Another form of diversification is asset location. Asset location is the process of deciding which investments go into which type of account. Most people have both taxable and tax-deferred investment accounts. Let’s take a look at how this might work.
Interest rates on taxable fixed income investments get taxed at ordinary income rates. That could be as high as 37% plus the additional net investment income tax of 3.8%. If possible, it’s best to put these investments in a tax-deferred account like a traditional or Roth IRA. Earnings grow in these account tax-deferred. Taxes on those earnings are at ordinary income rates when withdrawn. Delaying the tax by placing them in these accounts can save a lot of money over time.
Real estate investment trusts (REITs) distribute income every year in the form of dividends. Unlike qualified stock dividends, tax rates on income from REITs are at the higher ordinary income rates.
You can invest in REITs through the stock market or e-REITs via real estate crowdfunding platforms.
Placing these investments in tax-deferred accounts will save money on taxes every year as well.
Capital assets like stocks, ETFs and mutual funds should be in taxable investment accounts (individual, joint, trust, etc.). Why?
Most companies owned in funds or outright throw off qualified dividends. That means you get the favorable dividend tax rate of either 15% or 20%. If you hold these investments for more than one year and sell them, your tax rates are at the lower capital gains rates.
The downside to asset location
The only downside to the asset location strategy comes how you view your portfolio. If you choose your asset allocation by looking at all accounts as one portfolio, the asset location decisions are fairly easy.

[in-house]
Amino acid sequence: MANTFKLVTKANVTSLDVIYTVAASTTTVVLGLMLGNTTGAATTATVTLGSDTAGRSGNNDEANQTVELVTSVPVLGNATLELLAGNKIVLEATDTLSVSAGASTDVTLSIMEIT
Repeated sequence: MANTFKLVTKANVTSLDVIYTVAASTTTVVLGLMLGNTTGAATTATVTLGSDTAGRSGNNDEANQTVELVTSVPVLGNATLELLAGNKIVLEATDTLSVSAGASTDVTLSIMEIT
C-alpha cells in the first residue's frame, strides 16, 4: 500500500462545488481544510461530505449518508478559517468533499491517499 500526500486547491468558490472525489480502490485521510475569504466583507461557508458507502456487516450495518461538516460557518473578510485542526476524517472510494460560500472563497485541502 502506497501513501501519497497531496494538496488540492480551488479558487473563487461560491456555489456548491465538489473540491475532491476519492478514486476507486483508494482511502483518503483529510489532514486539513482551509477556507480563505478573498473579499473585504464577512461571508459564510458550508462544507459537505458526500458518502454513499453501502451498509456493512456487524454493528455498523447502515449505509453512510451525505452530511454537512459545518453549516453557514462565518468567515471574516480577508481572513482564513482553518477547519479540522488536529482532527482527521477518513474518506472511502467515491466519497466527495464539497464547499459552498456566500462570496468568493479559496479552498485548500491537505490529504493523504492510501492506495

On the other hand, if you manage your portfolio based on the bucket strategy (each account tied to a specific goal) asset location may be more difficult.
Whichever way you manage your investments, have them located by accounts in the most tax-efficient ways can increase returns.
Final thoughts on Tax-Efficient Investing
Like many subjects regarding investments, there are a lot of things to consider. Minimizing taxes is one decision among many smart investment techniques. We’ve only scratched the surface in this post.
I hope you learned something you didn’t know. At the very least, I hope I may have motivated you to take a second look at tax efficient investing if it isn’t something you’ve reviewed in a while. We welcome your thoughts on the topic.
What are you going to do to meet your tax-efficient investing goals? Let me know in the comments below.
- M1 Finance Review: A Completely Free Automated Investing Platform
- A Guide on How to Start Investing: Make Investing Easy
- The Ultimate Guide to Fractional Shares Investing
I started Money with a Purpose to help people “keep it real” when it comes to their money and their lives. Financial success comes through planning. You must also align your plan with who you are and what you value. Doing this is THE key to making your money work for you.
My focus on Money with a Purpose has evolved since inception in late 2017. When I began the blog, I wrote about all things retirement. My readers have caused me to rethink that approach. As a result, my writing now focuses on three primary areas – Personal Finance, Overcoming Adversity, and Lifestyle
This article kicks arse!